The Hong Kong Cricket Association will host the International Cricket Council annual conference in the last week of June, a significant coup for the city.
The meeting of the movers and shakers in world cricket was traditionally held in London and then in Dubai when the council shifted its headquarters there a few years ago. Last year it was held in Singapore, but this year the five-day conference will be held in Hong Kong.
'It's a massive boost for us and will raise the profile of Hong Kong cricket even more,' said Dinesh Tandon, association chairman. 'This will give us face time and the chance to rub shoulders with the most powerful men in the world game.'
The association, led by its president Shahzada Saleem, and Tandon, lobbied council chief executive Haroon Lorgat to bring the conference to Hong Kong when he was in town for the council's World Cricket League Division Three tournament last month, which was won by the hosts.
'We have received verbal acknowledgment that the conference will be held here. Now the hard work begins. We need support from the government and its agencies, especially the Hong Kong Tourism Board, to make this event an outstanding success,' Tandon said.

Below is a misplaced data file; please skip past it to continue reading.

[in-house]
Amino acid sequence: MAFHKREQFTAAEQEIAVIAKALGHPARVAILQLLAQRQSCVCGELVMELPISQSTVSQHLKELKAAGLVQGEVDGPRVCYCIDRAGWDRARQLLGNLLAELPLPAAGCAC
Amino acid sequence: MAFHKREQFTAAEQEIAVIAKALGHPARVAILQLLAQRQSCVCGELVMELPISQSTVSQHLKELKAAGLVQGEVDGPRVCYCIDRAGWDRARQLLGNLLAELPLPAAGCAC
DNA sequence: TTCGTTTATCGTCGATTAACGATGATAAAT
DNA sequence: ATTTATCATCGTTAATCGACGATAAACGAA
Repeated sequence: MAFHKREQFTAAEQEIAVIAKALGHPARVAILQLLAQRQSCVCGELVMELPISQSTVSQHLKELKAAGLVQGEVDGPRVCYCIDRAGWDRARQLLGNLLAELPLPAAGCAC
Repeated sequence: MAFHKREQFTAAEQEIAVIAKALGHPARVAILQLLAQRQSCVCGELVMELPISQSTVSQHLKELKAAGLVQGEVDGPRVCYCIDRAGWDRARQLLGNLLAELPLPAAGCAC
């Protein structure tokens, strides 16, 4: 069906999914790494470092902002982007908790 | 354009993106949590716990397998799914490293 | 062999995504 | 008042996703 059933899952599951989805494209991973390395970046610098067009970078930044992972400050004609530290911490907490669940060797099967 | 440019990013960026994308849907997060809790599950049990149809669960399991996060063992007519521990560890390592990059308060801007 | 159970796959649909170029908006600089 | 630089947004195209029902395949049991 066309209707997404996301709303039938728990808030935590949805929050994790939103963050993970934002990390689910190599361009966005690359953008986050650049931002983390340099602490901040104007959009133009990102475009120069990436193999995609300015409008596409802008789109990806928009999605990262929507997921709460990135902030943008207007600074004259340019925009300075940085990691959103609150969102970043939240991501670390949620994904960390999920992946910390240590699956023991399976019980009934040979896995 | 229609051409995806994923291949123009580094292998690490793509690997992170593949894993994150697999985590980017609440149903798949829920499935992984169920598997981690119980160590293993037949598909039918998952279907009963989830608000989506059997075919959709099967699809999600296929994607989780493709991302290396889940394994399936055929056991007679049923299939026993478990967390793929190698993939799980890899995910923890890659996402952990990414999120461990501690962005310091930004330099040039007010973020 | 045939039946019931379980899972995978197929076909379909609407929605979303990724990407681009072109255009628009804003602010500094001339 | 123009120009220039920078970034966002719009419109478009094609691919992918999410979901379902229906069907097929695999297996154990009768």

The council had been looking at a venue on the mainland but has now plumped for Hong Kong.
The five-day conference, which will be held from June 26-30 at a yet to be decided venue, will host the full 105-strong membership of the council, including the 10 full test members, the 35 associates of which Hong Kong is one, and 60 affiliate members. If each country is represented by two people, more than 200 people will attend.
'We are awaiting details from the ICC on their requirements. But we know we will have to cater widely, for apart from the annual general meeting, there will be various meetings of other committees and subcommittees of the ICC,' Tandon said.
The biggest benefit of the conference is the opening of doors for hosts Hong Kong. Meeting such powerful personalities like council president Sharad Pawar, formerly chairman of the influential Board of Control for Cricket in India, and the heads of all the test-playing nations in Hong Kong is a rare opportunity.
The association is likely to use this occasion to promote its own interests including the popular Hong Kong Sixes. Sanctioned by the council, the tournament is officially recognised by all test-playing boards who send representative teams. This will be the chance to press countries to send some of their name players.
'Yes, with the cricketing world in Hong Kong, this will give us the chance to build relationships with some of the most powerful men in the game,' Tandon said.